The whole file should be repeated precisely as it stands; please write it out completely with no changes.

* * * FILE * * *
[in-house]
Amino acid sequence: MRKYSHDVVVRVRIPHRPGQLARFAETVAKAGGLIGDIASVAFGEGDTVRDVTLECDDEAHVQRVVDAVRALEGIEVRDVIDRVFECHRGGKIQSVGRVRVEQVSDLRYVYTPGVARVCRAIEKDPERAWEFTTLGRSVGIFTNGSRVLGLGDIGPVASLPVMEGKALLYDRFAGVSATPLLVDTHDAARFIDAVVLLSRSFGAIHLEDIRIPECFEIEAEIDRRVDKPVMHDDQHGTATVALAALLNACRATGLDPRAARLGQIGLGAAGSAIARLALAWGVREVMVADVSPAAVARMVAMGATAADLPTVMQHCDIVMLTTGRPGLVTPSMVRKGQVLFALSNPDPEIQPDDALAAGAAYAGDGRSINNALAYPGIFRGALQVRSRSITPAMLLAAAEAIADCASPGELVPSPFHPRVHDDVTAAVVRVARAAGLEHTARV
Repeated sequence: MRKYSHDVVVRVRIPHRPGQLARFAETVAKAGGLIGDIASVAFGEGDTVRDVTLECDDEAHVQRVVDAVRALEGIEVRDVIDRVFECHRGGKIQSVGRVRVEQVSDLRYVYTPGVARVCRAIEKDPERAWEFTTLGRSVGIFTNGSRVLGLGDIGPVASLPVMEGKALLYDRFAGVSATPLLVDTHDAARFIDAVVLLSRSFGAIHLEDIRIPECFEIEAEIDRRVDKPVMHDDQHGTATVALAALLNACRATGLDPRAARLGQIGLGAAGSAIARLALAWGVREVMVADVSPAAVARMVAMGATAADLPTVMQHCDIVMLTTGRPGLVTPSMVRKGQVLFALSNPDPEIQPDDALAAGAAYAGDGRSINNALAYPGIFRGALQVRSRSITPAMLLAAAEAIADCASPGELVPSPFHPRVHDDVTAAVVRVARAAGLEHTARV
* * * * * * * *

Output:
[in-house]
Amino acid sequence: MRKYSHDVVVRVRIPHRPGQLARFAETVAKAGGLIGDIASVAFGEGDTVRDVTLECDDEAHVQRVVDAVRALEGIEVRDVIDRVFECHRGGKIQSVGRVRVEQVSDLRYVYTPGVARVCRAIEKDPERAWEFTTLGRSVGIFTNGSRVLGLGDIGPVASLPVMEGKALLYDRFAGVSATPLLVDTHDAARFIDAVVLLSRSFGAIHLEDIRIPECFEIEAEIDRRVDKPVMHDDQHGTATVALAALLNACRATGLDPRAARLGQIGLGAAGSAIARLALAWGVREVMVADVSPAAVARMVAMGATAADLPTVMQHCDIVMLTTGRPGLVTPSMVRKGQVLFALSNPDPEIQPDDALAAGAAYAGDGRSINNALAYPGIFRGALQVRSRSITPAMLLAAAEAIADCASPGELVPSPFHPRVHDDVTAAVVRVARAAGLEHTARV
Repeated sequence: MRKYSHDVVVRVRIPHRPGQLARFAETVAKAGGLIGDIASVAFGEGDTVRDVTLECDDEAHVQRVVDAVRALEGIEVRDVIDRVFECHRGGKIQSVGRVRVEQVSDLRYVYTPGVARVCRAIEKDPERAWEFTTLGRSVGIFTNGSRVLGLGDIGPVASLPVMEGKALLYDRFAGVSATPLLVDTHDAARFIDAVVLLSRSFGAIHLEDIRIPECFEIEAEIDRRVDKPVMHDDQHGTATVALAALLNACRATGLDPRAARLGQIGLGAAGSAIARLALAWGVREVMVADVSPAAVARMVAMGATAADLPTVMQHCDIVMLTTGRPGLVTPSMVRKGQVLFALSNPDPEIQPDDALAAGAAYAGDGRSINNALAYPGIFRGALQVRSRSITPAMLLAAAEAIADCASPGELVPSPFHPRVHDDVTAAVVRVARAAGLEHTARV